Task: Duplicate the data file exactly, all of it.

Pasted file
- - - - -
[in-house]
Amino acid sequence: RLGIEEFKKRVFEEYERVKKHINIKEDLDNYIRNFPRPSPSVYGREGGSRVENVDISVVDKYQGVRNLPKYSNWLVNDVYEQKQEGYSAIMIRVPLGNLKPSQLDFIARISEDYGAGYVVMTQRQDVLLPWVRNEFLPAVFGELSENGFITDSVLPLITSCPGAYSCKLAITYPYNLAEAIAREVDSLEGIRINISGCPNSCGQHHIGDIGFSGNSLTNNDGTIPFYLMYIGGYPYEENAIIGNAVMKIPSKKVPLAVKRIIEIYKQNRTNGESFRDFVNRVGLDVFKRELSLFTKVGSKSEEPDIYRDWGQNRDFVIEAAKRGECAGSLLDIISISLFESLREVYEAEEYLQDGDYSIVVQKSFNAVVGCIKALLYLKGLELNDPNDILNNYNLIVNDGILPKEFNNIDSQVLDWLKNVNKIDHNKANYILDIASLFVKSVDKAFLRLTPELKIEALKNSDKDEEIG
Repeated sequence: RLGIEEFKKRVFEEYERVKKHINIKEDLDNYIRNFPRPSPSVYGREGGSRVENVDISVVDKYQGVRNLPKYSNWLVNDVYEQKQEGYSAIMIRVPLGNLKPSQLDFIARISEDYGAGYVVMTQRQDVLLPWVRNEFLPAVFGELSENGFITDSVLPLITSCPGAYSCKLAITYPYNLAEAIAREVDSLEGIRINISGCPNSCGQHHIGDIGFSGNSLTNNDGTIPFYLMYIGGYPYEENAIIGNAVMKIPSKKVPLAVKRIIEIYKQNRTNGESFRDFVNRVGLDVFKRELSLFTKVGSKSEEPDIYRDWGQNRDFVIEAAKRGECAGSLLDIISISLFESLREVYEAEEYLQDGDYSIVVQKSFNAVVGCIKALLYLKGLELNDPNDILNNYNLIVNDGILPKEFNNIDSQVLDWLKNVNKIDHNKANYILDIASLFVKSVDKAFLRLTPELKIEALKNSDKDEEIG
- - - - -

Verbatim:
[in-house]
Amino acid sequence: RLGIEEFKKRVFEEYERVKKHINIKEDLDNYIRNFPRPSPSVYGREGGSRVENVDISVVDKYQGVRNLPKYSNWLVNDVYEQKQEGYSAIMIRVPLGNLKPSQLDFIARISEDYGAGYVVMTQRQDVLLPWVRNEFLPAVFGELSENGFITDSVLPLITSCPGAYSCKLAITYPYNLAEAIAREVDSLEGIRINISGCPNSCGQHHIGDIGFSGNSLTNNDGTIPFYLMYIGGYPYEENAIIGNAVMKIPSKKVPLAVKRIIEIYKQNRTNGESFRDFVNRVGLDVFKRELSLFTKVGSKSEEPDIYRDWGQNRDFVIEAAKRGECAGSLLDIISISLFESLREVYEAEEYLQDGDYSIVVQKSFNAVVGCIKALLYLKGLELNDPNDILNNYNLIVNDGILPKEFNNIDSQVLDWLKNVNKIDHNKANYILDIASLFVKSVDKAFLRLTPELKIEALKNSDKDEEIG
Repeated sequence: RLGIEEFKKRVFEEYERVKKHINIKEDLDNYIRNFPRPSPSVYGREGGSRVENVDISVVDKYQGVRNLPKYSNWLVNDVYEQKQEGYSAIMIRVPLGNLKPSQLDFIARISEDYGAGYVVMTQRQDVLLPWVRNEFLPAVFGELSENGFITDSVLPLITSCPGAYSCKLAITYPYNLAEAIAREVDSLEGIRINISGCPNSCGQHHIGDIGFSGNSLTNNDGTIPFYLMYIGGYPYEENAIIGNAVMKIPSKKVPLAVKRIIEIYKQNRTNGESFRDFVNRVGLDVFKRELSLFTKVGSKSEEPDIYRDWGQNRDFVIEAAKRGECAGSLLDIISISLFESLREVYEAEEYLQDGDYSIVVQKSFNAVVGCIKALLYLKGLELNDPNDILNNYNLIVNDGILPKEFNNIDSQVLDWLKNVNKIDHNKANYILDIASLFVKSVDKAFLRLTPELKIEALKNSDKDEEIG